That percentage is expected to grow as emerging economies, particularly in the BRIC countries and Asia, increase their intensity of vanadium use in steels to build new infrastructure (e.g., in 2008, intensity of vanadium use in the U.S. was over 3 times that in China).2
International metals consultancy TTP Squared, Inc. forecasts steel-specific vanadium consumption will grow at a Consolidated Annual Growth Rate (CAGR) of 4.8% over the period 2010 to 2025, with over 80% of growth occurring in BRIC countries.1
China's demand for vanadium has already demonstrated substantial growth, with consumption increasing at 13% per year between 2003 and 2009 in line with its surging steel output.2
Energy Storage Segment Outlook
In Q1 2011, President Obama gave a speech in Ohio underscoring the need for America to retool and reinvent itself for new industries.
The U.S. government is supporting some of those new industries through investments in renewable energy. In total, $185 million has been set aside to invest in deploying and demonstrating the effectiveness of utility-scale grid storage systems.3
Dwarfing that investment is the ~$600+ billion of industry spending on energy storage solutions that is expected over the next 10-12 years, reaching $200+ billion in 2020 alone.4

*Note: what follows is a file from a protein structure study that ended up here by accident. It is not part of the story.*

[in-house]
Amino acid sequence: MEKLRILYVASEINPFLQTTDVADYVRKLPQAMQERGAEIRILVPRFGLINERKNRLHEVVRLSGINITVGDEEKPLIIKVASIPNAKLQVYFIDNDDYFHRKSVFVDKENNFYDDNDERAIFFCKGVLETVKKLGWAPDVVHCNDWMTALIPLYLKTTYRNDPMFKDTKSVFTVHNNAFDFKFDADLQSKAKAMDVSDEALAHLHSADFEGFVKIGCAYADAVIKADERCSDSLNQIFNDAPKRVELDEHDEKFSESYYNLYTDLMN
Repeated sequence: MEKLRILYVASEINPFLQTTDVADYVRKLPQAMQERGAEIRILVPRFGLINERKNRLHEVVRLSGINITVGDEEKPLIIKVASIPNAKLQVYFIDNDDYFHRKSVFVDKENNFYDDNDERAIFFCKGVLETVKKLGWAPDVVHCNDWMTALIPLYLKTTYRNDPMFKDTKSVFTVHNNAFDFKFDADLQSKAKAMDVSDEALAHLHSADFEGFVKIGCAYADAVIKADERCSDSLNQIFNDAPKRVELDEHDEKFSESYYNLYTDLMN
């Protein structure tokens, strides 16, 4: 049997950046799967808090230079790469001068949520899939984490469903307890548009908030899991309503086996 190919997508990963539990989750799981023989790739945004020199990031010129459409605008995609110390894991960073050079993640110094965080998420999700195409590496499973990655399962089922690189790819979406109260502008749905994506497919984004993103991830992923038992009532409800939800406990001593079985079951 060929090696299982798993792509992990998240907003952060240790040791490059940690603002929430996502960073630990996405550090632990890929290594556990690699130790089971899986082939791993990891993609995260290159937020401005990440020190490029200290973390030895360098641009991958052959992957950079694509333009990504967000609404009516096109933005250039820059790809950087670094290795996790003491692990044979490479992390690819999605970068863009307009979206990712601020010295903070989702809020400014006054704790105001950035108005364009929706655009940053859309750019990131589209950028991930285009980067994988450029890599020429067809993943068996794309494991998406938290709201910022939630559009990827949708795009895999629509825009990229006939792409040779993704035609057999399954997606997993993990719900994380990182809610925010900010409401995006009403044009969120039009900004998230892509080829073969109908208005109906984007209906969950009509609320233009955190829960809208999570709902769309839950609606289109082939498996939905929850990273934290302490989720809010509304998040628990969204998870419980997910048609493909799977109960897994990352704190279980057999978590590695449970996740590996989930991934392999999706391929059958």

And leading the way in new grid scale renewable energy storage solutions are Vanadium Flow Batteries (VFBs). By combining VFBs with renewables such as wind and solar, inherently intermittent energy supplies can be regulated from moment to moment, allowing the grid to balance the amount of energy being put into the wires with the demand arising from consumers.5
Back in Ohio, Obama outlined how Ashlawn Energy had received funding from the Department of Energy's Smart Grid Program, poising that company to manufacture next-generation, multi-megawatt Vanadium Flow Battery energy storage solutions.6
Catalysts & Chemicals Segment Outlook
After steelmaking, the second largest market for vanadium is that of catalysts and chemical applications.
While currently representing up to 5% of global consumption, demand from this segment is projected to grow in the short- and mid-term, according to the leading international metals and minerals research firm Roskill.